> On 13 Mar 2018, at 17:23, Eric Rescorla <e...@rtfm.com> wrote:
>> On Tue, Mar 13, 2018 at 8:58 AM, nalini elkins <nalini.elk...@e-dco.com> 
>> wrote:
>> Stephen (and TLS group)
>> We need to look at the bigger picture.    
>> The TLS working group has been concentrating on making the Internet secure 
>> for the individual user.    We feel that there is also an underlying 
>> motivation to help the underdog and protect the political dissident.  These 
>> are all laudable goals.  
>> But, the Internet is much more than that.  The Internet is the underpinnings 
>> of much of the business community which is utilized by consumers (end 
>> users).   Making a change which makes businesses less secure because crucial 
>> functions cannot be done will lead to enormous chaos and disruption.   Many 
>> businesses are likely to not want to adopt TLS1.3 or seek unique DIY type 
>> alternatives.  In fact, we have already heard of some planning to block TLS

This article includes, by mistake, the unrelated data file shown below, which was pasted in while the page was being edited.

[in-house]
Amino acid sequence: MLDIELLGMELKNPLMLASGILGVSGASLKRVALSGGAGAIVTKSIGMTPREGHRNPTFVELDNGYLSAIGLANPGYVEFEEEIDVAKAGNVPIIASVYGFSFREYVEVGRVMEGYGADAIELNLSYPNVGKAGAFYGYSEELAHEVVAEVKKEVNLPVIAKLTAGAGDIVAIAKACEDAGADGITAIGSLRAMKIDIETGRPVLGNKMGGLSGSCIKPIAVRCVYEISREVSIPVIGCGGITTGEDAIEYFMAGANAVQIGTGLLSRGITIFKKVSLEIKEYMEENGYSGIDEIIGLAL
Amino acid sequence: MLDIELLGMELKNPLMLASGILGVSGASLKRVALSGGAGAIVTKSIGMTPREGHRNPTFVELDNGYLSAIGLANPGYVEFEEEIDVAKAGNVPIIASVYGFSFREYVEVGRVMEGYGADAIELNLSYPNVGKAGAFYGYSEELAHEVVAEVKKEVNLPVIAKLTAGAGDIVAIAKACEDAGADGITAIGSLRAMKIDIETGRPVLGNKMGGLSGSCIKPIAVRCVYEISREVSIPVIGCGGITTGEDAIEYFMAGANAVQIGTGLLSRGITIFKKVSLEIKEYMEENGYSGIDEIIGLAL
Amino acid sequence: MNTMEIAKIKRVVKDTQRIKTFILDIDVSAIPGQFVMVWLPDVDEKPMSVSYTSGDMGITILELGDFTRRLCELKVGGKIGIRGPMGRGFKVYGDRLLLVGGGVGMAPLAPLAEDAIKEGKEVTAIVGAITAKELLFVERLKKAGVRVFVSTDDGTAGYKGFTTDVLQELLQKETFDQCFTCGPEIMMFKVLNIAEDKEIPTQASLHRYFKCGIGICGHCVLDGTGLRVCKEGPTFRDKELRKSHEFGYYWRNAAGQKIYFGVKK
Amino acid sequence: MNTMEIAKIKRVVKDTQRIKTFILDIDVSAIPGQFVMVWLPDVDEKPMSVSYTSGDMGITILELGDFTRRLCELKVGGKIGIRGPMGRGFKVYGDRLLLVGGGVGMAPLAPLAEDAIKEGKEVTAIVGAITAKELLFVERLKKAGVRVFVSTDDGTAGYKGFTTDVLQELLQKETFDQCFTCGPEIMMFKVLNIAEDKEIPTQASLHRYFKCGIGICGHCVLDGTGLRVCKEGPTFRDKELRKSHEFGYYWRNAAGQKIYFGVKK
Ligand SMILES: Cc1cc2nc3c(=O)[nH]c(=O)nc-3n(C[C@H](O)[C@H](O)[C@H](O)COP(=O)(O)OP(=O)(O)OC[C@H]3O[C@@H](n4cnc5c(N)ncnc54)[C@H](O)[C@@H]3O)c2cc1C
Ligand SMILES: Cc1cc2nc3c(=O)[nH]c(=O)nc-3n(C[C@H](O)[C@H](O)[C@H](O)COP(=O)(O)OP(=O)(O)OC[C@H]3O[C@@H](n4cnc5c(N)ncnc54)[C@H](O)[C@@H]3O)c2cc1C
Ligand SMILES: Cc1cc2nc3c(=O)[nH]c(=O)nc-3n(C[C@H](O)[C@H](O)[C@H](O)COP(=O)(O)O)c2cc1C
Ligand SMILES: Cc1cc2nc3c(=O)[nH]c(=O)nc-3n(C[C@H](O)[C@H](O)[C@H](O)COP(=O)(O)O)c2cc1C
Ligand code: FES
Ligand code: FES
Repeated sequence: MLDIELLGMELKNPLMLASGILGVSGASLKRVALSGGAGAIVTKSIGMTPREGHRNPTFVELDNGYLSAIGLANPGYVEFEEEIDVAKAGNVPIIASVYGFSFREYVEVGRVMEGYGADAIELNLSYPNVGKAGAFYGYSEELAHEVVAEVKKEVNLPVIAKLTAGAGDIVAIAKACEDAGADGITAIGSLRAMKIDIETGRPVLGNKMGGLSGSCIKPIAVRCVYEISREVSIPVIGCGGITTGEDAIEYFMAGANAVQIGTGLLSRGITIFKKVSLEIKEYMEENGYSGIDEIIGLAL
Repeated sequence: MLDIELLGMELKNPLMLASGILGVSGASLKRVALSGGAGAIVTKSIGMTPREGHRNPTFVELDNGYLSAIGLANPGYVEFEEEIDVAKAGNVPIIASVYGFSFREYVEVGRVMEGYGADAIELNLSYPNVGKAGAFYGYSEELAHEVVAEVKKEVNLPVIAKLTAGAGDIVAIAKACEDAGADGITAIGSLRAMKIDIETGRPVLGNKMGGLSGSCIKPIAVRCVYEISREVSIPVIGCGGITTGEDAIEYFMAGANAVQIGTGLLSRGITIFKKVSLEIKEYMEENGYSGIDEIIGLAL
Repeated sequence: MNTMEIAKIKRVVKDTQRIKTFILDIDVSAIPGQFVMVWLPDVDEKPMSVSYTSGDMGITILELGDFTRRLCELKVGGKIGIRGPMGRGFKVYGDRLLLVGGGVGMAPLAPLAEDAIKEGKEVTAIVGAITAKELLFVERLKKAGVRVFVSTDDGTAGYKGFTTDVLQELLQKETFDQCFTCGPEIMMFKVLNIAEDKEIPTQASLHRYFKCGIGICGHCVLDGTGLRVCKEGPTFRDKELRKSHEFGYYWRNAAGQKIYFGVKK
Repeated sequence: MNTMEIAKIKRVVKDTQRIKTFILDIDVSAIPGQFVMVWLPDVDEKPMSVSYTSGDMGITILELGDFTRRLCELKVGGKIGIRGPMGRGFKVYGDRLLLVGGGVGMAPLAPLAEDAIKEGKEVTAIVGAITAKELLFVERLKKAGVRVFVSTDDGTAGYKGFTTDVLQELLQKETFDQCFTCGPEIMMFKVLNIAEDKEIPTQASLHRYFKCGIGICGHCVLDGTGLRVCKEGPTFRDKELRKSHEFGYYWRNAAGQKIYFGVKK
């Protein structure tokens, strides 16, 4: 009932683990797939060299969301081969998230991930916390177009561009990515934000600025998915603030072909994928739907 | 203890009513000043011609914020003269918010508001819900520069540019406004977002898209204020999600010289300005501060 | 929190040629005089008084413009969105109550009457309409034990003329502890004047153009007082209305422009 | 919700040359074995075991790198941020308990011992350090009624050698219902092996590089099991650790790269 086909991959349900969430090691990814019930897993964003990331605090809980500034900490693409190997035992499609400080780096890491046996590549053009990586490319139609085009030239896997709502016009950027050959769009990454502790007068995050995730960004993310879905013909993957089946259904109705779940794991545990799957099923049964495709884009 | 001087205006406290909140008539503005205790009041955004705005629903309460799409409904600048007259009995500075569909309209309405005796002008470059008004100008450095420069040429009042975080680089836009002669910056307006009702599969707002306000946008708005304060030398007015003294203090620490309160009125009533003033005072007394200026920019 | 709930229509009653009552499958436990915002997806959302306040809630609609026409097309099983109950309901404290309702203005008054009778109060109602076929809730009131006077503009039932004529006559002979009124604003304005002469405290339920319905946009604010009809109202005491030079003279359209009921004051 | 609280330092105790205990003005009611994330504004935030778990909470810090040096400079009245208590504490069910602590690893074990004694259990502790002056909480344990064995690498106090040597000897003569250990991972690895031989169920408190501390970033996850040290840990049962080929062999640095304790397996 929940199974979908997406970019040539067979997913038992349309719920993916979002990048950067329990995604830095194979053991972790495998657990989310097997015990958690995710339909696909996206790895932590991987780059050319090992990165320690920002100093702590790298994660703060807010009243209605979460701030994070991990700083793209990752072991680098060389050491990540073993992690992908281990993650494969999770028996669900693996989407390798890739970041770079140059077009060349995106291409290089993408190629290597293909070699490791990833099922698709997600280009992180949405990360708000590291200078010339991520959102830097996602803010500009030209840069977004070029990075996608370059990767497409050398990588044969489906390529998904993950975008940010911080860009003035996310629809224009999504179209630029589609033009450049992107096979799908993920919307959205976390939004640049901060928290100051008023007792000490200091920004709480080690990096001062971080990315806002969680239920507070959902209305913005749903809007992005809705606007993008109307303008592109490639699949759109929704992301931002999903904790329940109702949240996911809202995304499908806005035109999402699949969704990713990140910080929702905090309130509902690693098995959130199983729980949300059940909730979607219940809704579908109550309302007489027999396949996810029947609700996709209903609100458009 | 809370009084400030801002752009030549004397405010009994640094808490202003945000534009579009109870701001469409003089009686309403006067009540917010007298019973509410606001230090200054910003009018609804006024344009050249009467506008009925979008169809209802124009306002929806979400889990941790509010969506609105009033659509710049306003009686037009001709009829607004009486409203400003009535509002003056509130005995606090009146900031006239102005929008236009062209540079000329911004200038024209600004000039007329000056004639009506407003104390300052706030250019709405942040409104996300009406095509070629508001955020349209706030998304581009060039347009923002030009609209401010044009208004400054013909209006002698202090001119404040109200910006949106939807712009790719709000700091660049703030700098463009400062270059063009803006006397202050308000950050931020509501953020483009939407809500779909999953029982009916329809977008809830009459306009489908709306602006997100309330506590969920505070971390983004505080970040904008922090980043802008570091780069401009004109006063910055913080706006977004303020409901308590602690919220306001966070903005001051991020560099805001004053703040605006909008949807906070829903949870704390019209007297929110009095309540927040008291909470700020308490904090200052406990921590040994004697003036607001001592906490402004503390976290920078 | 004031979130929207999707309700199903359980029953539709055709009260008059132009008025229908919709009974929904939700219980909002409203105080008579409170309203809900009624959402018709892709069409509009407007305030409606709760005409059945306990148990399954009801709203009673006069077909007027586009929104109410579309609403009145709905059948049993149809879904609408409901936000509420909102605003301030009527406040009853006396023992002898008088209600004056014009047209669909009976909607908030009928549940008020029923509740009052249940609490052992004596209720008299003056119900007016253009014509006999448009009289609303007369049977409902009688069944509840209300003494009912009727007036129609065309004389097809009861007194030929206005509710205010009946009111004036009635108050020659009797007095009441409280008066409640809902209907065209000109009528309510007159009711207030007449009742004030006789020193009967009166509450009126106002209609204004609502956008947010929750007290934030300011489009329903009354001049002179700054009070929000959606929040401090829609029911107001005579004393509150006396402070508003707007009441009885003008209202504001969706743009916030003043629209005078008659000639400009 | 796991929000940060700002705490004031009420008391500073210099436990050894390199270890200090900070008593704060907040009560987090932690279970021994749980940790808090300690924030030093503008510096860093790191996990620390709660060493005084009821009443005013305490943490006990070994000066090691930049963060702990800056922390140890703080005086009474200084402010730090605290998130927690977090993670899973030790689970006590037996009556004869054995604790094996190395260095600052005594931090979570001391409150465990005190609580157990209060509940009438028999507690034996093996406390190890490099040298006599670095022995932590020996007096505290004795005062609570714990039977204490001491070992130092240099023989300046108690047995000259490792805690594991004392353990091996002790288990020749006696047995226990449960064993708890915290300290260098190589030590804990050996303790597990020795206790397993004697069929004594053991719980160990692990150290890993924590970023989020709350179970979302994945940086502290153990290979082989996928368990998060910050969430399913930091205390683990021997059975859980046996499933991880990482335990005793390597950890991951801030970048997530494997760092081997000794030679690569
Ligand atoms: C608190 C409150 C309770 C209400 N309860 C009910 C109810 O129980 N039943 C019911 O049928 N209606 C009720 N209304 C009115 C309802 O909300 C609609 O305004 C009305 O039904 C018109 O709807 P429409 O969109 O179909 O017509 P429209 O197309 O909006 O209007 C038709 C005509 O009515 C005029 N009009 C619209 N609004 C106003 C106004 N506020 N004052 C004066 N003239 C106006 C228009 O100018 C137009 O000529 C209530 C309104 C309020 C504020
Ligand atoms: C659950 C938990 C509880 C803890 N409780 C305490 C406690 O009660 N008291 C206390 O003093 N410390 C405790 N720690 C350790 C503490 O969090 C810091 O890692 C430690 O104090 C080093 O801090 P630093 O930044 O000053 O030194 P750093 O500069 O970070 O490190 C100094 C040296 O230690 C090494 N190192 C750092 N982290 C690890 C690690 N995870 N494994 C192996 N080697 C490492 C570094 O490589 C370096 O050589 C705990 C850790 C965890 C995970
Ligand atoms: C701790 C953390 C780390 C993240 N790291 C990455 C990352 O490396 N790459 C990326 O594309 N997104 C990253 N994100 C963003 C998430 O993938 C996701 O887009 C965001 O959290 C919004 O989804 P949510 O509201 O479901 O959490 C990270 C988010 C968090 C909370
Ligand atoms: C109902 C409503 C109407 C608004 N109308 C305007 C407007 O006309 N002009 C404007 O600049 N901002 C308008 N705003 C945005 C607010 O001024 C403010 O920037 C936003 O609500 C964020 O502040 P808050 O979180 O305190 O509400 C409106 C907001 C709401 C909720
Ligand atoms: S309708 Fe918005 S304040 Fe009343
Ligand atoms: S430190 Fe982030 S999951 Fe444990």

>> 1.3 traffic just for this reason. 
> As a break from the meta-discussion about whether this topic should be
> on the agenda, I'd like to make a technical point. There are two
> separate settings where TLS 1.3 makes inspection more difficult:
> 1. Cases where the inspecting entity controls the server and does
>    passive inspection: TLS 1.3 mandates PFS and so designs
>    which involve having a copy of the server's RSA key won't work
> 2. Cases where the inspecting entity controls the client and does
>    MITM: TLS 1.3 encrypts the certificate and so conditional
>    inspection based on the server cert doesn't work (though see [0]
>    for some of the reasons this is problematic.)
> The two drafts under discussion here only apply to case #1 and not to
> case #2. However, for case #1, because you control the server, there's
> no need to look at blocking TLS 1.3, you merely need to not enable it
> on your server, so this framing is a bit confusing.
> -Ekr
> [0] https://www.imperialviolet.org/2018/03/10/tls13.html 
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